Transferring knowledge for changing board members 
by Gert Willems, Board of European Students of Technology
Preparing the next generation. Changing board members happens in every organisation, however in BEST, Board of European Students of Technology, it is done on a yearly basis. Preparing the next generation has therefore become one of the biggest tasks of the acting board. Our knowledge transfer method for the International Board has been developed and optimised throughout many years, is continuously evaluated and adjusted.
Our management is called the International Board, is unpaid and currently consists of seven people. Each board starts its 1-year mandate on 1st July, barely two months after its election at the General Assembly. Given that a mandate is only 12 months, two months might seem like a long period. However, after this period the board, being only somewhat experienced, has to be ready to lead the entire organisation. Further, given the common need to wrap up educational obligations (e.g. finishing exams or writing a master thesis), this is actually a short time.
And so there is no delay: the Knowledge Transfer process starts the very next day after elections. During a two day event, added to our General Assembly, the newly elected board is given a first introduction to the organisation and the work- and year flow of the International Board.
A few (1-3) weeks later, the “Board Training” is organised. This week-long event gathers the members of the new and old International Board, usually coming from different European countries. The first three days the new board is in isolation having its teambuilding.
During the knowledge transfer part, the new board is presented a complete overview of the history of BEST, highlights and downfalls included. This is important because it helps to understand the current situation and see the limits of the organisation. Such knowledge is more often than not new for the members. Additionally, they are given an update on each aspect of the organisation, including how to comply with legal obligations.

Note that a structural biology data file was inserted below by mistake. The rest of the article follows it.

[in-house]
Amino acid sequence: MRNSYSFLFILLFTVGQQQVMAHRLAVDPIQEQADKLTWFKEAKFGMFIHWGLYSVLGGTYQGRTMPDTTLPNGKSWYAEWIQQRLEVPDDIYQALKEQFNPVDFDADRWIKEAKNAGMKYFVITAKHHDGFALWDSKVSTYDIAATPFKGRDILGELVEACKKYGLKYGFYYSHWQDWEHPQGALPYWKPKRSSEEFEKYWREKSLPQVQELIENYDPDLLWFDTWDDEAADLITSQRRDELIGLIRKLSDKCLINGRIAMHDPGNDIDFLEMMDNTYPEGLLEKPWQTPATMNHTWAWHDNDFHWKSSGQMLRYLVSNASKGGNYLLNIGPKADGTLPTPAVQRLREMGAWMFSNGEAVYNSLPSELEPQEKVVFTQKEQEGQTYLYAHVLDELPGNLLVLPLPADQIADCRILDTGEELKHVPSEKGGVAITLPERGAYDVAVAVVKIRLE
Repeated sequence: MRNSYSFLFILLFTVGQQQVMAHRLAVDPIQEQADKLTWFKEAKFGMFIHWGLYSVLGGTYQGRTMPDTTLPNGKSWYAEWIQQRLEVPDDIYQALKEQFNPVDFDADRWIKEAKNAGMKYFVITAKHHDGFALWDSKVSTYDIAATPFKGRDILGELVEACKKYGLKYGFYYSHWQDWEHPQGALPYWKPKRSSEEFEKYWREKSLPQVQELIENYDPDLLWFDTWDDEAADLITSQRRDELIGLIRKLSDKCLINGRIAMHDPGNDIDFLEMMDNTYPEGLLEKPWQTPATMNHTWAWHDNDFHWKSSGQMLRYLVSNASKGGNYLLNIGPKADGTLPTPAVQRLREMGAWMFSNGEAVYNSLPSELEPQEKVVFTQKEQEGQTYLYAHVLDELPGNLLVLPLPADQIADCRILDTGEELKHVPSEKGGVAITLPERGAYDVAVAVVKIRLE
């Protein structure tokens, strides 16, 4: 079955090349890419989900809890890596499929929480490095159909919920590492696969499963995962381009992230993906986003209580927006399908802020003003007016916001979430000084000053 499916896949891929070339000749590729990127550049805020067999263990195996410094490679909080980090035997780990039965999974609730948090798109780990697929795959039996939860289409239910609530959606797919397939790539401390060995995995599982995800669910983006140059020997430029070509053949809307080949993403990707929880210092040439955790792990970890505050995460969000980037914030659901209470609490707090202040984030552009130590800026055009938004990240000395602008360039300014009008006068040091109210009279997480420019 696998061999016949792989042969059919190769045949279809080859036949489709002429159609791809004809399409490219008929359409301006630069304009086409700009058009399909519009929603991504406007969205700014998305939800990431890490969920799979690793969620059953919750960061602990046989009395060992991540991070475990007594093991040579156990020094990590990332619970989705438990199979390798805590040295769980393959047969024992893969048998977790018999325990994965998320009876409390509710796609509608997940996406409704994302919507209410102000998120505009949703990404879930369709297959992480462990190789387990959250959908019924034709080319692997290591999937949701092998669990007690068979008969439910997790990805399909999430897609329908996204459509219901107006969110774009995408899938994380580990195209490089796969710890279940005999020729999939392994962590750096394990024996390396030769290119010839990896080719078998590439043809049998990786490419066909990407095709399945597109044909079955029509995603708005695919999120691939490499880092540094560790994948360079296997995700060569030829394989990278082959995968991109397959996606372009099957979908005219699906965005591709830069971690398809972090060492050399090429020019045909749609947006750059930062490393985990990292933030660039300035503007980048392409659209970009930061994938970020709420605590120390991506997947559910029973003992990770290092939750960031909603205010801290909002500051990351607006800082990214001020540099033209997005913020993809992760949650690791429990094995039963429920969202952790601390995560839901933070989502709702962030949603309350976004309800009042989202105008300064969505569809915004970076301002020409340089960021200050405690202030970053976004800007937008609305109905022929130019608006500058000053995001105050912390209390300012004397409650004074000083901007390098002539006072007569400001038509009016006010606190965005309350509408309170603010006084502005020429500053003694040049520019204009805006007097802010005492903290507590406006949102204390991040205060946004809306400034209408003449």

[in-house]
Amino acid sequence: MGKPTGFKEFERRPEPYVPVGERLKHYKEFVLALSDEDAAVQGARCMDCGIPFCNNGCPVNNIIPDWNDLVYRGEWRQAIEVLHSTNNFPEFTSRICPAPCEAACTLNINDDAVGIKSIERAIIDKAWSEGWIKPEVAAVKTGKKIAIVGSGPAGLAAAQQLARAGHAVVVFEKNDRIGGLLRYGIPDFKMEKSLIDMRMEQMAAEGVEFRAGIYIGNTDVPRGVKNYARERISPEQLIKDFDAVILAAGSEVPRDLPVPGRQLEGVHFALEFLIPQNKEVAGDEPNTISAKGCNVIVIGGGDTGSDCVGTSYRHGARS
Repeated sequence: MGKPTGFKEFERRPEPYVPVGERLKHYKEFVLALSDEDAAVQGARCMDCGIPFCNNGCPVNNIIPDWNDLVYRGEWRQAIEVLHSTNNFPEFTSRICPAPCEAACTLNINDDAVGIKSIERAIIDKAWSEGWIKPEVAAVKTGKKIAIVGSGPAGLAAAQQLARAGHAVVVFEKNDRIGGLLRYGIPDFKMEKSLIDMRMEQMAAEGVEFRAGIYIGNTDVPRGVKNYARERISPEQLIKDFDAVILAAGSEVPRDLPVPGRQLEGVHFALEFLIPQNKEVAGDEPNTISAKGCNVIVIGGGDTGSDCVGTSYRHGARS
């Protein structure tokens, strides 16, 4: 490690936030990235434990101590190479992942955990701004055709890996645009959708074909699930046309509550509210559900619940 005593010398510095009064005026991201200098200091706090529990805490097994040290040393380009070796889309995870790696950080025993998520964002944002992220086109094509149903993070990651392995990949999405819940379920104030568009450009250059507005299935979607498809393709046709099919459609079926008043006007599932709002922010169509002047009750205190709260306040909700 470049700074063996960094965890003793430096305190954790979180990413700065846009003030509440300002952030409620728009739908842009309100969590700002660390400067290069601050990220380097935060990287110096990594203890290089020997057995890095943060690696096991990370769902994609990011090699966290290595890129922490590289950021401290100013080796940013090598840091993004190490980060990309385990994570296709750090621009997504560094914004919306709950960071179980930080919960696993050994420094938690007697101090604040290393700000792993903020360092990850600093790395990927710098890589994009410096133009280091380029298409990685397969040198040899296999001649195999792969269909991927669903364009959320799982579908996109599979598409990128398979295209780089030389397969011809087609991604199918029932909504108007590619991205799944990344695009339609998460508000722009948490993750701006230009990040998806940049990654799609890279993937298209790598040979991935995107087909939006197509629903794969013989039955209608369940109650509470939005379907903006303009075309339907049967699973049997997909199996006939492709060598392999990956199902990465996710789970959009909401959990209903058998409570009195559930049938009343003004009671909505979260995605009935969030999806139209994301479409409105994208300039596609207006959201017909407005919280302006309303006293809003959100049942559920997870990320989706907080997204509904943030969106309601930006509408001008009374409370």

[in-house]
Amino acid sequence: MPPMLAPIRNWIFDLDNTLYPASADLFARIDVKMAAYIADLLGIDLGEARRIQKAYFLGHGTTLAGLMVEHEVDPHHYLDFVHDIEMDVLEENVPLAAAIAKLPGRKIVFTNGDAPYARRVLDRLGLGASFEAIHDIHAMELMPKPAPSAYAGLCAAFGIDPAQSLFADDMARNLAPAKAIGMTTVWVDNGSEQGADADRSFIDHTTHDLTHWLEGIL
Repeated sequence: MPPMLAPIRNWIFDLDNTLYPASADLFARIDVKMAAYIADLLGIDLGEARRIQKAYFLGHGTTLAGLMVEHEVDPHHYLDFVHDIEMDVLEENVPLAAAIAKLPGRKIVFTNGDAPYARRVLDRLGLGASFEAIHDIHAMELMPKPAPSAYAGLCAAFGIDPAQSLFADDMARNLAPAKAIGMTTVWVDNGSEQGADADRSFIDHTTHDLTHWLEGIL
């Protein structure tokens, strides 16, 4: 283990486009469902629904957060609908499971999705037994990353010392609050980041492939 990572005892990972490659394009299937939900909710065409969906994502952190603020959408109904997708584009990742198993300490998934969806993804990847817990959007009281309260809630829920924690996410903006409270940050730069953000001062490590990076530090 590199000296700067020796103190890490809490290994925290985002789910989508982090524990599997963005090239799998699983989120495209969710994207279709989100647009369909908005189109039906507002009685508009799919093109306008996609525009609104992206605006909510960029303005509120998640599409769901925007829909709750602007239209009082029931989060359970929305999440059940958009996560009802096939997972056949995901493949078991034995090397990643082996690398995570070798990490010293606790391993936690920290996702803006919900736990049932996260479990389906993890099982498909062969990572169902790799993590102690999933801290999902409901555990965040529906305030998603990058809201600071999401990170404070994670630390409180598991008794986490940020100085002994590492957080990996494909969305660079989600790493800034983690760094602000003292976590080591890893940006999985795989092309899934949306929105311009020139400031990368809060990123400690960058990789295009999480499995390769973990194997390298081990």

The Board Training finishes with putting their newly acquired knowledge to the test during a four hour case study. This case study was designed to simulate the work that a board usually has to do and uses real life cases.
After the board training, the period of “job shadowing” starts. The new board is added to the mailing lists to observe the old board working. It is also given access to the Board Archive on the intranet. This is a collection of selected documents relevant for the job.
Finally, the “Personal Knowledge Transfer” is arranged as the last direct interaction between old and new board. Each member of the board will meet his/her predecessor and spend a few days (2-4) together. They discuss every aspect related to their position in full detail and also discuss future work/developments.
After those two months, the new board is ready to start its mandate. However, the knowledge transfer doesn’t stop there. Throughout the entire next year, the members of the previous board(s) are available to help and offer advice whenever needed. This is not so much a regulated aspect as it is a commitment of the previous board(s).
The latter might prove the hardest aspect of our Knowledge Transfer to implement in your organisation. It requires a dedication of ex-members of the board to follow the organisation well beyond their mandate year (up to 4-5 years for some cases), just at a time when the first full time job requires full attention. Also, one has to accept the fact that his/her mandate is definitively over and learn that giving advice is not the same as making the decision.
This entire process in the end relies on the will of the previous board to help the new board prepare for its mandate at a high level. The major motivation here is often that this is precisely what their own predecessors sought to do for them. And so this knowledge transfer process has remained intact, for the good of the organisation.
Theknowledge transfer process described briefly above is just one part of an extensive range of working methods aimed at maintaining good “Knowledge Management” in our organisation, run for and by Technology Students.
Further reading and notes:
In 2012-2013 we had a project to enhance knowledge management related working methods in our organisation. During the UIA Roundtable in Dublin (November 2014), a presentation related to this project was given. It highlights the case of retaining the knowledge gained during that project.
During the project the following books were used:
The New Edge in Knowledge: How Knowledge Management Is Changing the Way We Do Business
Working Knowledge: How Organizations Manage What They Know
Learning to Fly: Practical Knowledge Management from Leading and Learning Organizations
Ir. Gert Willems
Member of BEST 2009-2015.
Vice-President for Local Group Support in the International Board 2012-2013.
Currently engaged as Marie Curie Fellow in the RAPID ITN (PhD Student in Ruhr-University Bochum).
Speaker at the UIA Associations Round Table, 13-14 Nov 2014 in Dublin.
Board of European Students of Technology
w w w. BEST. eu. org